Transformed Worship – Galatians 4

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Our religious sacramentalism, not just of the Jews, but of human religions in general, had become a form of slavery. In as much as these forms shut us off from those around us, thy enslave us in a hostility and destructiveness within our wider communities. They lock us into a cycle of scapegoating and violence. Promising a redemptive cover for sins, the ceremonies encourage violence as a form of social healing.

God somehow must invest these religious actions with new meaning. He did this with the Old Testament sacraments. Sacrifice of animals for the benefit of the wrath of the gods, became God’s self-giving exercise to free humanity from this cycle of violence. God became our sacrifice to show us our violence, and thereby to put an end to sacrifice.

If these ceremonies are repeated in our gatherings today, invested with these transformed meanings, they are beneficial. There is nothing wrong with these ceremonies in themselves. It is rather the meaning we invest in them. If they point to our self-giving lives, meaning that God brings healing to our communities by loving service, not through the punishment of substitutes, then they serve us well.

 

Not Against Ceremonies

So, Paul is not on a crusade against ceremonies in our worship. He is not on a crusade against the Jewish forms of worship. He is not saying that today, we should distance ourselves from those among us who worship with a ceremonial form and tradition that we aren’t comfortable with. This isn’t Paul’s point. His point is rather the opposite. The ceremony isn’t important. We are called to accept and love each other, with our different forms of worship, and extend grace towards each other, even celebrating our differences as varieties of God’s grace.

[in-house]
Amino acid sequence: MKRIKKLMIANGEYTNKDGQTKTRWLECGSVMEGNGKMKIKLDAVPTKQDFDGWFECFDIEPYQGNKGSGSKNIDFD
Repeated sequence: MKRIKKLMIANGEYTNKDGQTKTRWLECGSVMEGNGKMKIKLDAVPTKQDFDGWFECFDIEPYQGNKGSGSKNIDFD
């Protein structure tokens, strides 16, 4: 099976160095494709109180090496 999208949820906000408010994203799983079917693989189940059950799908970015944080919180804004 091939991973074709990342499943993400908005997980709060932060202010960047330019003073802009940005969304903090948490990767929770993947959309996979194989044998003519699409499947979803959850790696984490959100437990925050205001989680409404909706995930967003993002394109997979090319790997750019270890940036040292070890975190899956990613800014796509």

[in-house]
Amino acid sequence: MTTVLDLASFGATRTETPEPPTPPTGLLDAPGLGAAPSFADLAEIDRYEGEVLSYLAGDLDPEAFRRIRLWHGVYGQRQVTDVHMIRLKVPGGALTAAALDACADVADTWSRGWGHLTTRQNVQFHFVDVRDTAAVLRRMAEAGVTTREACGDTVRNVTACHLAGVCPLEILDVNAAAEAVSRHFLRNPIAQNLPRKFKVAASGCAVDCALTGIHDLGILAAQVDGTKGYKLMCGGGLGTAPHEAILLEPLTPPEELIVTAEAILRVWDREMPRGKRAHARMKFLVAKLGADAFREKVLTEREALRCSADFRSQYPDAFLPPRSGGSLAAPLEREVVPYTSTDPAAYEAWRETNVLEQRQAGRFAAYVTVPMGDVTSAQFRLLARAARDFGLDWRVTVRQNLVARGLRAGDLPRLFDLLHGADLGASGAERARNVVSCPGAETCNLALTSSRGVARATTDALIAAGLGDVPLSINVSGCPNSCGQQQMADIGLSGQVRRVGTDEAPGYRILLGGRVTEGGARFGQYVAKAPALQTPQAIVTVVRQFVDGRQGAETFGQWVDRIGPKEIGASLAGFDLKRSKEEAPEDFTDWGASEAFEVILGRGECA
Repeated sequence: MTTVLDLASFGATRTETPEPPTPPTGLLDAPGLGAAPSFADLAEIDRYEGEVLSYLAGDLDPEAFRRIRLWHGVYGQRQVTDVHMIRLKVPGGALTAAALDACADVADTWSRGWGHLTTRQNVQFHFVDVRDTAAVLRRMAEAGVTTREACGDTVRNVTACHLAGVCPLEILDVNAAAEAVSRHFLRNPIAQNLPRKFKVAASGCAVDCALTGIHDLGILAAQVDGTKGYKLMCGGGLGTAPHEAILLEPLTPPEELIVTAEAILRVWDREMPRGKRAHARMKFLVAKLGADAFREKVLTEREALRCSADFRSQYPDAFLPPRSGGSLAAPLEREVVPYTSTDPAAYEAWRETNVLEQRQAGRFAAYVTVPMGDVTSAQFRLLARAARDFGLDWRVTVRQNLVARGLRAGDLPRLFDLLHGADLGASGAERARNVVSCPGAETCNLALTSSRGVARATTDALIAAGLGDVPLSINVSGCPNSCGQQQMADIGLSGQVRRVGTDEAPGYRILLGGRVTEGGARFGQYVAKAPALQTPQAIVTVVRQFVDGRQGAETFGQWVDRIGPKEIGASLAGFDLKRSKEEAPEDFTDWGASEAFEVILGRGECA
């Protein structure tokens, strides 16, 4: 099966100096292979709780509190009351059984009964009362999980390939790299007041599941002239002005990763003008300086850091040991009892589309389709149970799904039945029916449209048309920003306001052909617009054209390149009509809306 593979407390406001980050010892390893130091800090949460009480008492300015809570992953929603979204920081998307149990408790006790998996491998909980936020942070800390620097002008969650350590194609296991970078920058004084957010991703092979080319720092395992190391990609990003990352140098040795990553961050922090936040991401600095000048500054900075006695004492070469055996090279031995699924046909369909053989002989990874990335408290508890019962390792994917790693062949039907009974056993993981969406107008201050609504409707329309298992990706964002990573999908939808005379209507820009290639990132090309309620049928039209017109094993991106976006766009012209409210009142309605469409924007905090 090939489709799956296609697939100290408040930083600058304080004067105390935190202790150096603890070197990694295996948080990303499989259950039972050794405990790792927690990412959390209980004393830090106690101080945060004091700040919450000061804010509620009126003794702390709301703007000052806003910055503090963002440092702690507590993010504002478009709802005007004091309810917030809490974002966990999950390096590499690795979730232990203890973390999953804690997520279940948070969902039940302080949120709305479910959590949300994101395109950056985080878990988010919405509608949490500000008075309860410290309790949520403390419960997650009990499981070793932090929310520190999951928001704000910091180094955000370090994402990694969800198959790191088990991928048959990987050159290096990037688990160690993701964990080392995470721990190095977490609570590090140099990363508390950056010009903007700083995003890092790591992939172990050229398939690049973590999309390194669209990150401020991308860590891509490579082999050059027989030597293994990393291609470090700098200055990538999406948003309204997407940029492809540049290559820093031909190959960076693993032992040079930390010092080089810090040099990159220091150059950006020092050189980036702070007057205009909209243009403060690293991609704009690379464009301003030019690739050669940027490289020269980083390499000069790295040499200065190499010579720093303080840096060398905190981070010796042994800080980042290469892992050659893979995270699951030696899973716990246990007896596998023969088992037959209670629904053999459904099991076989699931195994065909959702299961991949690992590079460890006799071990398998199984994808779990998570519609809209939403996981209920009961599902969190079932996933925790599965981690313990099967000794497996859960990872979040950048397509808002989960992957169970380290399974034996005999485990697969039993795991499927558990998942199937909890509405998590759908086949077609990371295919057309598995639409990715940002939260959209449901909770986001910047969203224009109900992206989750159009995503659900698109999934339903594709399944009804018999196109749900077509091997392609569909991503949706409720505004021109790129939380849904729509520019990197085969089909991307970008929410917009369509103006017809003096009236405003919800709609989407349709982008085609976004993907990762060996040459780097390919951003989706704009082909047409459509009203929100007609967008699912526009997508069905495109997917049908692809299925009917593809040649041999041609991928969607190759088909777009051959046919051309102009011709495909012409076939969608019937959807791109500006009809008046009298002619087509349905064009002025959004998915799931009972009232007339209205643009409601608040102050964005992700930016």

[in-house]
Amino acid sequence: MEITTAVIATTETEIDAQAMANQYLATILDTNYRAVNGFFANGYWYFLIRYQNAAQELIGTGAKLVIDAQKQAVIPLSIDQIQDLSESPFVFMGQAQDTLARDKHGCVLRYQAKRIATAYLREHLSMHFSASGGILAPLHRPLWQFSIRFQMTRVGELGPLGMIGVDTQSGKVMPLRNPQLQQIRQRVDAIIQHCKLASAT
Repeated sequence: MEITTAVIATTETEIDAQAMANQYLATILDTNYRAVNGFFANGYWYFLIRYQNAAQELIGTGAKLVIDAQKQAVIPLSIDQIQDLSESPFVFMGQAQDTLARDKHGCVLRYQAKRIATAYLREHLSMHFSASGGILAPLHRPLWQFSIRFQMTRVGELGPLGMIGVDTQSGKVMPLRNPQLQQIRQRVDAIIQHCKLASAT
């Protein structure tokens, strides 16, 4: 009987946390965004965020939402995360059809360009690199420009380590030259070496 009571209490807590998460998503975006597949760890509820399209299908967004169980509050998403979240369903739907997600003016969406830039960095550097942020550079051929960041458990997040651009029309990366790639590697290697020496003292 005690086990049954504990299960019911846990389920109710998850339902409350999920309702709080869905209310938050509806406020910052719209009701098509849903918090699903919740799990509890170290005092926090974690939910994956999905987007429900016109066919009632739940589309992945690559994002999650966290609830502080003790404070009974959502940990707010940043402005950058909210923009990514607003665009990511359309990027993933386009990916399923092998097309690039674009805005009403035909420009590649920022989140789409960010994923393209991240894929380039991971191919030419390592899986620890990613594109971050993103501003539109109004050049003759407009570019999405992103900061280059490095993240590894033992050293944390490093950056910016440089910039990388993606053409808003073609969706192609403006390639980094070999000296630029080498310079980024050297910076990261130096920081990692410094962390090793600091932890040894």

The point Paul is making is our legalistic use of these ceremonies, when they become markers of our fellowship. And this is common. We commonly use our ceremonies to show us who we include and who we don’t include. This is when they are wrong. It isn’t the ceremonies that are wrong, but ourselves, the way we use them. It is making the ceremonies the substance, which they are not. It is what they point to, the self-giving love of God, that is the substance. This is the substance we must celebrate together as one people.

Paul isn’t making a faith verses ceremonies debate. This is a mindreading of the debate. It is rather a faith/fulness verses withdrawal issue. We are either faithful to our community through service, or we withdraw from others with self-centred motives.